3. Signaling before changing lanes. G.S. 20-154 requires drivers on streets, highways and public vehicular areas to signal before starting stopping or turning from a direct line if another vehicle may be affected. Changing lanes is a turn requiring a signal under this provision. See Sass v. Thomas, 90 N.C. App. 719 (1988). An officer may not make an investigatory stop of a vehicle for failing to use a turn signal unless a reasonable officer would have believed that the defendant’s failure to use the turn signal might have affected the operation of another vehicle. See State v. Ivey, 360 N.C. 562 (2006) (finding that no violation of G.S. 20-154(a) occurred when a defendant failed to use his turn signal before making a right hand turn at an intersection, which was the only legal movement he could make). Our state appellate courts have concluded that a defendant’s failure to signal before changing lanes when driving immediately in front of another vehicle may affect the operation of the trailing vehicle, see State v. Styles, 362 N.C. 412 (2008), as may turning right in medium traffic while travelling about 100 feet in front of another car, see State v. McRae, 203 N.C. App. 310 (2010). My experience suggests that many, many people do not know about, or possibly know, but do not care to comply with, this rule.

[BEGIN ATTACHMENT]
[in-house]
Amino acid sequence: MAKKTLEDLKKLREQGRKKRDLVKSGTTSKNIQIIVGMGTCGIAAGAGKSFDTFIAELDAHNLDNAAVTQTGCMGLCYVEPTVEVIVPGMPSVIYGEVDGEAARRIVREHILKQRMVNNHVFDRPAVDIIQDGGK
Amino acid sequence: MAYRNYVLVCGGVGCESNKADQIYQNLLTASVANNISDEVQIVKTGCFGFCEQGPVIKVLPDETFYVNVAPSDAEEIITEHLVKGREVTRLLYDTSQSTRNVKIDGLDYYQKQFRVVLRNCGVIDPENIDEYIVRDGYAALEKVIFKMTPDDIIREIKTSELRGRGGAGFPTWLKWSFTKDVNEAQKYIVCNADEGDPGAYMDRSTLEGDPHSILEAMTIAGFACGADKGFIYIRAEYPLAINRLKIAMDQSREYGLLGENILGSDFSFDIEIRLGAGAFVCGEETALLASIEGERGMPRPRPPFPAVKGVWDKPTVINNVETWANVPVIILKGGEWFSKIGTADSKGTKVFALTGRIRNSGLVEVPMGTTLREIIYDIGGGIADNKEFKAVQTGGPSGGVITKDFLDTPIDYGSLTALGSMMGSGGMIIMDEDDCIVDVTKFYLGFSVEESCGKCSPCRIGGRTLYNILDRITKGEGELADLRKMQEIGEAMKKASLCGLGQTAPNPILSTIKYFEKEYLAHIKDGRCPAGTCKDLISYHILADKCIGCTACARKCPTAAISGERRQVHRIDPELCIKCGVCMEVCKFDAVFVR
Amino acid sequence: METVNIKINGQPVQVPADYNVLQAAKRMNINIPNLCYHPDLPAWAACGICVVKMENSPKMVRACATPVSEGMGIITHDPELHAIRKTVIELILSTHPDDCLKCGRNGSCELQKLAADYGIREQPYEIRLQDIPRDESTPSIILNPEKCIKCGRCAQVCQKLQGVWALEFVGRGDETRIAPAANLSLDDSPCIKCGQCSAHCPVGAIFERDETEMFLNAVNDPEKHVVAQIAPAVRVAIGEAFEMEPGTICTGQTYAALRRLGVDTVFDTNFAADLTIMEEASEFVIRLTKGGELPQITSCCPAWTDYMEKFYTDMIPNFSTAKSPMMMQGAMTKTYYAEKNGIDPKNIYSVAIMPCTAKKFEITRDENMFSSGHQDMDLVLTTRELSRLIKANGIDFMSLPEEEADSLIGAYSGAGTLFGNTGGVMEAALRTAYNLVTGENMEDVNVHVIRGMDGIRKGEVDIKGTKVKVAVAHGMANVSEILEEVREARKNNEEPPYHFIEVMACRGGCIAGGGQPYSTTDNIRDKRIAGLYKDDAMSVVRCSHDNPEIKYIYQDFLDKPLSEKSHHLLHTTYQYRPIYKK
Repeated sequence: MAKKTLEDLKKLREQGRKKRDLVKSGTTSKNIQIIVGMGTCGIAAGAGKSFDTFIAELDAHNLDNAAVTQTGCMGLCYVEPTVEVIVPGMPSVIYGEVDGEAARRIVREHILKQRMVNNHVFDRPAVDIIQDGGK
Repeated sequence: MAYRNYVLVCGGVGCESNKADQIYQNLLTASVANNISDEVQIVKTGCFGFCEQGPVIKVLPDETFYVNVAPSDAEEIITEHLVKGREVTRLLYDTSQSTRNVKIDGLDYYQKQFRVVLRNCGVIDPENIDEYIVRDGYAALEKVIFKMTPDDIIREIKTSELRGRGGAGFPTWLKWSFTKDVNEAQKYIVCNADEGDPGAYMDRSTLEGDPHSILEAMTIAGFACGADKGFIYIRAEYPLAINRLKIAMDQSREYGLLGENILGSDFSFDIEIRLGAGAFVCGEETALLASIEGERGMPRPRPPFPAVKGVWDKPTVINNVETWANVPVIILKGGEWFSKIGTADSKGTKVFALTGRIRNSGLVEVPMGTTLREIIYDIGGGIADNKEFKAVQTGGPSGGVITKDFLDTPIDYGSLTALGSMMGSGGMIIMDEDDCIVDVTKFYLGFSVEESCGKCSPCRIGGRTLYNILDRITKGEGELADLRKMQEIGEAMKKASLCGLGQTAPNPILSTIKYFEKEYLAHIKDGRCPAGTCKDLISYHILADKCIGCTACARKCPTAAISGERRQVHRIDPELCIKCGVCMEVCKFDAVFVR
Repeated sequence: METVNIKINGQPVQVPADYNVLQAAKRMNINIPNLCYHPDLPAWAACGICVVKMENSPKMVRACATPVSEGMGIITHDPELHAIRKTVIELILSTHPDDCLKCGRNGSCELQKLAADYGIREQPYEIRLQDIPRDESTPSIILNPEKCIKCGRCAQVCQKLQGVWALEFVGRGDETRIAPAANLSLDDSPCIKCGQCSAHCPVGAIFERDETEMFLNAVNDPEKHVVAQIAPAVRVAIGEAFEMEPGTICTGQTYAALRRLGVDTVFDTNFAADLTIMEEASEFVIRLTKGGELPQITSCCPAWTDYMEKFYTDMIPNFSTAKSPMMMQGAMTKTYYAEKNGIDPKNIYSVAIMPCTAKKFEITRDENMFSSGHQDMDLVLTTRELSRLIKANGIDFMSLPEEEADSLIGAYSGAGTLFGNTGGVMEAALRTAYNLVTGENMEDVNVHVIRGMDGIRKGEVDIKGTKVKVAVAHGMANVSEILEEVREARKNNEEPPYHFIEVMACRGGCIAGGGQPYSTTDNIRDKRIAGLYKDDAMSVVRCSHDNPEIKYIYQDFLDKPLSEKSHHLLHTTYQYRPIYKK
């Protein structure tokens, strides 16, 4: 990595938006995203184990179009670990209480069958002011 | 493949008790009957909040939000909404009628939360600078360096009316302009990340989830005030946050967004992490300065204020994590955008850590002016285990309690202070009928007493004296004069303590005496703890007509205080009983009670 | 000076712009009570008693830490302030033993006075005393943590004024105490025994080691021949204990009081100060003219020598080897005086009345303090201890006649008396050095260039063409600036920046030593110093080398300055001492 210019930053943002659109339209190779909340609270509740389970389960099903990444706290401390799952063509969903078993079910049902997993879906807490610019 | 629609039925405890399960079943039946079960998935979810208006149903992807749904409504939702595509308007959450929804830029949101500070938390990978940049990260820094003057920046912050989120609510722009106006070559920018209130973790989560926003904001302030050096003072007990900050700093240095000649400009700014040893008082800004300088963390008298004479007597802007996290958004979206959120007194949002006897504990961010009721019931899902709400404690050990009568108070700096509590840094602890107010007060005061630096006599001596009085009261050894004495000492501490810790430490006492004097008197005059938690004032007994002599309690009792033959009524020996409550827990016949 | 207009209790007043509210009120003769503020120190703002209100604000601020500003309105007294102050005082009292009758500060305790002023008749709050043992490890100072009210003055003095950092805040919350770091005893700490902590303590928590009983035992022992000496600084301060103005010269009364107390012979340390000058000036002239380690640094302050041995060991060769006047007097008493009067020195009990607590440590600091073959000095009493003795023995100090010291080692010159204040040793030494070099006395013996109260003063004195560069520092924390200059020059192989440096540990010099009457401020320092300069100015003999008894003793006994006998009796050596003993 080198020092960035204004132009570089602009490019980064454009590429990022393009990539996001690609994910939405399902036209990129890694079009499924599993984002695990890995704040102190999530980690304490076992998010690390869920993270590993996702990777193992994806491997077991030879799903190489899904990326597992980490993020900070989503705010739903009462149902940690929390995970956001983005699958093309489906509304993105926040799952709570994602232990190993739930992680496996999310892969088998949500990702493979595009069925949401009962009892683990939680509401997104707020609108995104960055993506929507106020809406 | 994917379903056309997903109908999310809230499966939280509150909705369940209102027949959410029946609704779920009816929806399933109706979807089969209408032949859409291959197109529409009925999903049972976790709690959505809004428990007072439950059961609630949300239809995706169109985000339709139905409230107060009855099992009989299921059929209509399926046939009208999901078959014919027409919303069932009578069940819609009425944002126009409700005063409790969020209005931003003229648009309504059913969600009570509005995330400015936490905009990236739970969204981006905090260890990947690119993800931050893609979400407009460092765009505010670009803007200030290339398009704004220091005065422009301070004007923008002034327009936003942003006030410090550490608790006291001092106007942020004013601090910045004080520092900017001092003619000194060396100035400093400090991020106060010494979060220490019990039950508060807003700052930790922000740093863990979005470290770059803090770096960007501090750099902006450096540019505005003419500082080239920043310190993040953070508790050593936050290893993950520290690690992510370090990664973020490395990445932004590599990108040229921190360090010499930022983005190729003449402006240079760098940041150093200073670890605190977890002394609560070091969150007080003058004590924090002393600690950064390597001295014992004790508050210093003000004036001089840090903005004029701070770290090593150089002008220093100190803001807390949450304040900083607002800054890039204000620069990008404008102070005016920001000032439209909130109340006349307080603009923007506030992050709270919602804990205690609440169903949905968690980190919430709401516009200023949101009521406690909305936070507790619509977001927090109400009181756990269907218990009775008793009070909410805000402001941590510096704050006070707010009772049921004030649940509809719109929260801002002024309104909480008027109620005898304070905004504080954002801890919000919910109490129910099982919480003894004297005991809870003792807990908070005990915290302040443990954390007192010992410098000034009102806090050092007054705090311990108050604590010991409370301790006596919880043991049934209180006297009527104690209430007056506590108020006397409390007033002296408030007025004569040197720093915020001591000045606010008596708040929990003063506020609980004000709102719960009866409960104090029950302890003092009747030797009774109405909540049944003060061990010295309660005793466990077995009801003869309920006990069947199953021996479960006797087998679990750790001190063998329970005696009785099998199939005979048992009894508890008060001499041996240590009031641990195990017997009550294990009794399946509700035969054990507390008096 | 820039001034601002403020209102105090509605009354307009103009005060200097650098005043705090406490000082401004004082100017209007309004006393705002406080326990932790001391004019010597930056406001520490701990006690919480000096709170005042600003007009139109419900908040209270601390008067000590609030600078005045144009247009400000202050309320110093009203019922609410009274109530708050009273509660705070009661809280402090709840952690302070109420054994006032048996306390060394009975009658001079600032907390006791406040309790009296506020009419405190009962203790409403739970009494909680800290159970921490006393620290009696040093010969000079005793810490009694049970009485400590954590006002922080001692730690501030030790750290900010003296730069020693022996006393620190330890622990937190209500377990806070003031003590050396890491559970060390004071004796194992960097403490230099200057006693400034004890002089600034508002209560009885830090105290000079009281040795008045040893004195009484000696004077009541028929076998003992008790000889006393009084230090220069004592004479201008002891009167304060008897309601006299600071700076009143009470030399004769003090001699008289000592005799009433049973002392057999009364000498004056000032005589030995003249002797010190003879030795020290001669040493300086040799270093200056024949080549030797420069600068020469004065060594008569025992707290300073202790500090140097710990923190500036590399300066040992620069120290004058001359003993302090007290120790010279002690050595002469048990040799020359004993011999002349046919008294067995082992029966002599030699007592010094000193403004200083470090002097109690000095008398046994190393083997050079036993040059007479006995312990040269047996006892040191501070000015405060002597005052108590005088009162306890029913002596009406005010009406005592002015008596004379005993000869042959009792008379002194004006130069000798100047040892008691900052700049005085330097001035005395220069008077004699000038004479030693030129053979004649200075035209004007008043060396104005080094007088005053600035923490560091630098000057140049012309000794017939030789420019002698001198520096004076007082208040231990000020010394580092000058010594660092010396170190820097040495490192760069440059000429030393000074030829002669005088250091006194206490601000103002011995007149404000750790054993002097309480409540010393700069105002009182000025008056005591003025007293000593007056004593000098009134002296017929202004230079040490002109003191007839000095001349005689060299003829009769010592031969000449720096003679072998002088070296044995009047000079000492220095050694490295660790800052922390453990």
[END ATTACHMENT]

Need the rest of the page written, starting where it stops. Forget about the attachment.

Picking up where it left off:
Have a favorite obscure traffic rule of your own for which a motorist might be stopped? Share it using the comment feature below.
Failure to Signal When Required
Under G.S. 20-154(a), “before starting, stopping or turning from a direct line [, a driver] shall first see that such movement can be made in safety . . . and whenever the operation of any other vehicle may be affected by such movement, shall give a signal as required” by law. A violation of this statute is usually called “unsafe movement,” but I’ll call it failure to signal when required. The court of appeals just decided a case in this area that’s worth noting.